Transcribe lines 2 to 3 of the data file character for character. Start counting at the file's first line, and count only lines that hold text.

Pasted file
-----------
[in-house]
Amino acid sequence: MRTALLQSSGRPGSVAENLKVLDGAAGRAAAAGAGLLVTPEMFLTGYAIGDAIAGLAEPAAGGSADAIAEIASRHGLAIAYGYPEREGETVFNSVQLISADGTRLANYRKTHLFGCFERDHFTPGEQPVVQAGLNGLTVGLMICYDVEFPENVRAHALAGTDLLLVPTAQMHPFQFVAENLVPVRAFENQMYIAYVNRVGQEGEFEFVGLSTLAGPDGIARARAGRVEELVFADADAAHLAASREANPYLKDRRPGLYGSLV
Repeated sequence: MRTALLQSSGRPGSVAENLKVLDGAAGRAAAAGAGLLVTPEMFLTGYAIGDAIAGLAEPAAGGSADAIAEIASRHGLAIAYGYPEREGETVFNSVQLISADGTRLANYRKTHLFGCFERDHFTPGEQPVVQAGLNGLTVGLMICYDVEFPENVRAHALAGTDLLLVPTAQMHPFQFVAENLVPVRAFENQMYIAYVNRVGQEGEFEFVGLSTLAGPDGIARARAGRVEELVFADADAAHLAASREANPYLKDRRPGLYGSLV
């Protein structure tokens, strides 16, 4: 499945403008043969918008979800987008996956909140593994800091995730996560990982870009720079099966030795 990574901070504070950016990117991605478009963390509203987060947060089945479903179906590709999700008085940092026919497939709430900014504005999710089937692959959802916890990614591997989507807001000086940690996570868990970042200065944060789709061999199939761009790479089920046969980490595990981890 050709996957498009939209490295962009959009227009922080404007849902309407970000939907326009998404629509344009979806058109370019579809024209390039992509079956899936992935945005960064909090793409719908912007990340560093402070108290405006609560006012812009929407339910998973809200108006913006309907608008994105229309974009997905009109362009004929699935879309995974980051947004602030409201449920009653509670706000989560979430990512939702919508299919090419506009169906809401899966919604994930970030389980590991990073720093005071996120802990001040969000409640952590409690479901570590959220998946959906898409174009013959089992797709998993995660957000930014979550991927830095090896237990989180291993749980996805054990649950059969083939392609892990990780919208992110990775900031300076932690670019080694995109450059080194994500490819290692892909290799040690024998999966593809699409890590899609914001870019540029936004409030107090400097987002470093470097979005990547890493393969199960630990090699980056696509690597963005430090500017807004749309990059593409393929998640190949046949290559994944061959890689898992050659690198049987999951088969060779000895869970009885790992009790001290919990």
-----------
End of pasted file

Amino acid sequence: MRTALLQSSGRPGSVAENLKVLDGAAGRAAAAGAGLLVTPEMFLTGYAIGDAIAGLAEPAAGGSADAIAEIASRHGLAIAYGYPEREGETVFNSVQLISADGTRLANYRKTHLFGCFERDHFTPGEQPVVQAGLNGLTVGLMICYDVEFPENVRAHALAGTDLLLVPTAQMHPFQFVAENLVPVRAFENQMYIAYVNRVGQEGEFEFVGLSTLAGPDGIARARAGRVEELVFADADAAHLAASREANPYLKDRRPGLYGSLV
Repeated sequence: MRTALLQSSGRPGSVAENLKVLDGAAGRAAAAGAGLLVTPEMFLTGYAIGDAIAGLAEPAAGGSADAIAEIASRHGLAIAYGYPEREGETVFNSVQLISADGTRLANYRKTHLFGCFERDHFTPGEQPVVQAGLNGLTVGLMICYDVEFPENVRAHALAGTDLLLVPTAQMHPFQFVAENLVPVRAFENQMYIAYVNRVGQEGEFEFVGLSTLAGPDGIARARAGRVEELVFADADAAHLAASREANPYLKDRRPGLYGSLV